MuniFin builds balance sheet strength for sustainable growth
MuniFin is one of Finland’s largest financial institutions, specialized in financing local government and state-subsidized social housing production. As it has been growing fast in recent years, the bank is now under the supervision of the European Central Bank (ECB). This means complying with the corresponding regulations, particularly in the field of asset and liability management (ALM). How does the organization deal with the new ALM challenges?
MuniFin, the shortened name for Municipality Finance Plc, aims to promote welfare in Finland through the financing of municipal projects related to basic infrastructure, healthcare, education and the environment. Therefore, a significant portion of its lending is used for socially responsible projects such as building hospitals, healthcare centers, schools, day care centers and homes for the elderly.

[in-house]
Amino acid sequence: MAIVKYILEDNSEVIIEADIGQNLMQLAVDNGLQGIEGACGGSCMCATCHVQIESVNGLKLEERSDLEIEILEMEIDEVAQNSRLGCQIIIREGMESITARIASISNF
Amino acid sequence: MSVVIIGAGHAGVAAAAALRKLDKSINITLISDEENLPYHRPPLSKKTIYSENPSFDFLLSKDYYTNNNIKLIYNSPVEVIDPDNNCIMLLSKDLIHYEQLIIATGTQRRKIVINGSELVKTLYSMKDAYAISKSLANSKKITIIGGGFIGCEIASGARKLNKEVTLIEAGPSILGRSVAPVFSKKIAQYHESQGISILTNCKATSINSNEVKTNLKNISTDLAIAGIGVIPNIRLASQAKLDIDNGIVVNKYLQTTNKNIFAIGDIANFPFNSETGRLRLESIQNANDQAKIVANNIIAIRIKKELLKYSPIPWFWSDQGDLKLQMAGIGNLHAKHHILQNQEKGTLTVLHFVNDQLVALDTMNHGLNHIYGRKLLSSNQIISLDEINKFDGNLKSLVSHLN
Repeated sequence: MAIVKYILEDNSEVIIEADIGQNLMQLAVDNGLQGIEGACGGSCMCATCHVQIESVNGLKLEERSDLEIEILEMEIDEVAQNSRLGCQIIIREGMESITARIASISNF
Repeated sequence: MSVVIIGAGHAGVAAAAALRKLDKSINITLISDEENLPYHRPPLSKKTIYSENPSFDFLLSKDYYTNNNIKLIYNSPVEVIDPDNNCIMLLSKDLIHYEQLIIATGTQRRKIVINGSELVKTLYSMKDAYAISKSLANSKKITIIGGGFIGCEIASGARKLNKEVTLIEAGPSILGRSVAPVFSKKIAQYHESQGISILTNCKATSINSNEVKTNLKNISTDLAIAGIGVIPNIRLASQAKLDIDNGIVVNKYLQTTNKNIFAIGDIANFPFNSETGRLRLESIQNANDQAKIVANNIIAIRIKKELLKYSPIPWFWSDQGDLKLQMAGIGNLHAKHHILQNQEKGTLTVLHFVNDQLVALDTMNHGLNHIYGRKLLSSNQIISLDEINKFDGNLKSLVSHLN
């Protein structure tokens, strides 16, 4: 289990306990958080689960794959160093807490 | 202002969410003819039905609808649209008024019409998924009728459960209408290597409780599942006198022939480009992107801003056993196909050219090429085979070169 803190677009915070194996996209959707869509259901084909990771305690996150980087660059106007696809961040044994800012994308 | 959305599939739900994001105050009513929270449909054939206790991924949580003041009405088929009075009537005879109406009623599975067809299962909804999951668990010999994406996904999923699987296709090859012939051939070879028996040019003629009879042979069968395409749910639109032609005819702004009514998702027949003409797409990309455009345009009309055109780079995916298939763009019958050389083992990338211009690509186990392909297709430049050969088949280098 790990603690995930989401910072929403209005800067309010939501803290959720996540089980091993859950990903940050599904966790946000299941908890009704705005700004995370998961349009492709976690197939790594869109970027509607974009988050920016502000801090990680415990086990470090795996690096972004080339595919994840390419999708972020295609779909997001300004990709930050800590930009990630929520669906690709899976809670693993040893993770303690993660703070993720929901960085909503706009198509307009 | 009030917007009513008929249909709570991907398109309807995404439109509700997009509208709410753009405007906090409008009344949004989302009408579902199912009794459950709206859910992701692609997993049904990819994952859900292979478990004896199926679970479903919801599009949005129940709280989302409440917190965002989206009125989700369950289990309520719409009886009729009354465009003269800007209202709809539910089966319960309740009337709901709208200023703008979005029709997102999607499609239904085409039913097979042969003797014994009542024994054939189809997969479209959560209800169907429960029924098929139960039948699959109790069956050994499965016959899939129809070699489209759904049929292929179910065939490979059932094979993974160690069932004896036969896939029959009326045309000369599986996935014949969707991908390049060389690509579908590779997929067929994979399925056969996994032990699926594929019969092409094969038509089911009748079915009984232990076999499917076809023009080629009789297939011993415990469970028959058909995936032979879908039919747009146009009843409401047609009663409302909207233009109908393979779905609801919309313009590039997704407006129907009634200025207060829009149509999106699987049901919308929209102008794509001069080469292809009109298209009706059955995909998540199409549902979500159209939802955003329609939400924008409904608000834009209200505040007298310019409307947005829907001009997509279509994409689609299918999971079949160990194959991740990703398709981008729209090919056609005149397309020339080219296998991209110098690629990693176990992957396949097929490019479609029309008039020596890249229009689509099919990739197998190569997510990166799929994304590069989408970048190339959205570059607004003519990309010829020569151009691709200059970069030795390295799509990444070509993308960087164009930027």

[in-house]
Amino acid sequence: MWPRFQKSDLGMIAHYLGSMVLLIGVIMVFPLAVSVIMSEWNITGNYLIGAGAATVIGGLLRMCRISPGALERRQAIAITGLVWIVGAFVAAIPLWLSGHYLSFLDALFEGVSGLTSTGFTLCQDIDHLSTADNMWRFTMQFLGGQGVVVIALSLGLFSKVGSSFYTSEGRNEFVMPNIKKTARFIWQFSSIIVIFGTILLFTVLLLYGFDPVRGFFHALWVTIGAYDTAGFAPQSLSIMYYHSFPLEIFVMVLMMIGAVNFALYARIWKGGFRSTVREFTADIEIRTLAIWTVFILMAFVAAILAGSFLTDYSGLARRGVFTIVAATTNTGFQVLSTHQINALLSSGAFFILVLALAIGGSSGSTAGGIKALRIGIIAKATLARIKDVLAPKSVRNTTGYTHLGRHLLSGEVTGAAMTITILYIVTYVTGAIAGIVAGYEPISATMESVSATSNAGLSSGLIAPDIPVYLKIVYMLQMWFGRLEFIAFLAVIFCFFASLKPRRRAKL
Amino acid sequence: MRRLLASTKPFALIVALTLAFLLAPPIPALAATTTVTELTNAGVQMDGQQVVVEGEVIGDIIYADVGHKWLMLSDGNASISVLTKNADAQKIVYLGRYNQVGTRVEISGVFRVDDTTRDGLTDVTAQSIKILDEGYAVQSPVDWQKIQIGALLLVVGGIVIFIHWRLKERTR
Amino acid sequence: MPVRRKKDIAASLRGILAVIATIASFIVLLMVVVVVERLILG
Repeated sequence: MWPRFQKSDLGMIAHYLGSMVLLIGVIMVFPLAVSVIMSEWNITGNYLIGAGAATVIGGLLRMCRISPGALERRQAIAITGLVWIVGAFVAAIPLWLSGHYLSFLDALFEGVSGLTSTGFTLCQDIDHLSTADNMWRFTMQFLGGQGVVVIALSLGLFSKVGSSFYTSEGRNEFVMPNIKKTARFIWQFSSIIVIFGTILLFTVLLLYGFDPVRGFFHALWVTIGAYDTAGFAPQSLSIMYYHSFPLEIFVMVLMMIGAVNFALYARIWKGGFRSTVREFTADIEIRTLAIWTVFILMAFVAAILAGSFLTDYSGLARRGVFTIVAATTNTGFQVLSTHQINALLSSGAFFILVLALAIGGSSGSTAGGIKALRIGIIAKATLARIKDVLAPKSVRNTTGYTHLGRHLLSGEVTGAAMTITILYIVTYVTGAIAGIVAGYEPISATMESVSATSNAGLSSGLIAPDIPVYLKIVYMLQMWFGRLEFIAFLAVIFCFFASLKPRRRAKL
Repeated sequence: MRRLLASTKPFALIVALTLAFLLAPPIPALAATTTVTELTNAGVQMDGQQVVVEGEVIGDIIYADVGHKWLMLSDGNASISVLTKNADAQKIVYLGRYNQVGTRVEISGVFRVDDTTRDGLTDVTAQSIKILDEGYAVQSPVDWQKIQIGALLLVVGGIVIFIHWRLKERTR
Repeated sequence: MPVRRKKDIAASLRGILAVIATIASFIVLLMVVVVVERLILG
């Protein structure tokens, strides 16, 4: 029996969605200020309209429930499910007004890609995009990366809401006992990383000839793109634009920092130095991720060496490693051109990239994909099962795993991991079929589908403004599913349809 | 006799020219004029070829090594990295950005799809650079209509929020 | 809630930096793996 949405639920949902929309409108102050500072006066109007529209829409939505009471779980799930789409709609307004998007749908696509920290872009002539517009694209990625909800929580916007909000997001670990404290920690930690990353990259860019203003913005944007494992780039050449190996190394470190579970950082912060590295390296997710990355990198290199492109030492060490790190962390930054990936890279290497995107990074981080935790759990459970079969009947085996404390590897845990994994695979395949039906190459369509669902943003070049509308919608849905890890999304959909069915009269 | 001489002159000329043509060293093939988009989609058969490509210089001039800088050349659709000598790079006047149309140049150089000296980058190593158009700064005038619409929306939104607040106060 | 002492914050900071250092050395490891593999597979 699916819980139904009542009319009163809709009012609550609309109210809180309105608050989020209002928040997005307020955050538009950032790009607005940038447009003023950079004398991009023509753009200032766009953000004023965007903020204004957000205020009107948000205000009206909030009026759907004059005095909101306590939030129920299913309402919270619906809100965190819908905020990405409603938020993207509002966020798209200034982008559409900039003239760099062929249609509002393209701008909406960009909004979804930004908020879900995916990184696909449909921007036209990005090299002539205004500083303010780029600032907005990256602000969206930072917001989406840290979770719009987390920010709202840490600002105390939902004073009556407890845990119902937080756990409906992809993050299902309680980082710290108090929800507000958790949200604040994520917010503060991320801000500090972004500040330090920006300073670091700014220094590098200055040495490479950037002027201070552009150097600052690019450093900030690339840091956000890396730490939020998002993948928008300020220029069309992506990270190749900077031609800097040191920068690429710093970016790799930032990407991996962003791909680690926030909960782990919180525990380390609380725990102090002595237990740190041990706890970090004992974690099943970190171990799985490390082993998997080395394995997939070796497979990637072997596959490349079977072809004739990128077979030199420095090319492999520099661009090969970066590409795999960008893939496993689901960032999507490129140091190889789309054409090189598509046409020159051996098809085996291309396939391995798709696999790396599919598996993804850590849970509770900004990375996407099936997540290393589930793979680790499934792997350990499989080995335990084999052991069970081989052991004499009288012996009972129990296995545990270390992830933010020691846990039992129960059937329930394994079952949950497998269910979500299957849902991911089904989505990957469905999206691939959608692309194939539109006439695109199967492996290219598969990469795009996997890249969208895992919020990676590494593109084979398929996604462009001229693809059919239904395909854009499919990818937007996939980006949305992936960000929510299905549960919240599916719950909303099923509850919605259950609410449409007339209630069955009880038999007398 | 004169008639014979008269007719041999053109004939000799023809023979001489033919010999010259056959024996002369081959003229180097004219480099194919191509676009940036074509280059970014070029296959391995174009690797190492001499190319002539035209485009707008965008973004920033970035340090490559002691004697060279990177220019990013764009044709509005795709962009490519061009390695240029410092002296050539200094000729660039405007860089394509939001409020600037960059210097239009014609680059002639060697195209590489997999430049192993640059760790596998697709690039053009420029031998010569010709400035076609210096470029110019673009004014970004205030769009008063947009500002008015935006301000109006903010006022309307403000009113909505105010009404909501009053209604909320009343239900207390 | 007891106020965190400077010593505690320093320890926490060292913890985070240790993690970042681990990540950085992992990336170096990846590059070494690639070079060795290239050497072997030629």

“We do 200 to 300 transactions in the funding market, in almost 20 different currencies. This results in quite a bit of complexity”
Finland’s local government sector is characterized by a high degree of autonomy over financial matters and strong credit quality, which is reflected in the high quality of MuniFin’s loan portfolio.
MuniFin operates domestically, but is an international player, says Pyry Happonen, head of ALM at MuniFin: “We do all of our lending in Finland, but we fund our operations through international capital markets. Traditionally we have been very flexible in terms of funding. Each year we do 200 to 300 transactions in the funding market, in almost 20 different currencies. This results in quite a bit of complexity.”
In the meantime, MuniFin’s balance sheet has grown significantly in the last few years, to approximately EUR 35 billion. Simultaneously, the number of people working at MuniFin has increased to 149. As a result, the bank moved from domestic supervision to European supervision. Together with many developments in the financial markets, this has brought new challenges for MuniFin. European supervision raises the bar continuously regarding risk management.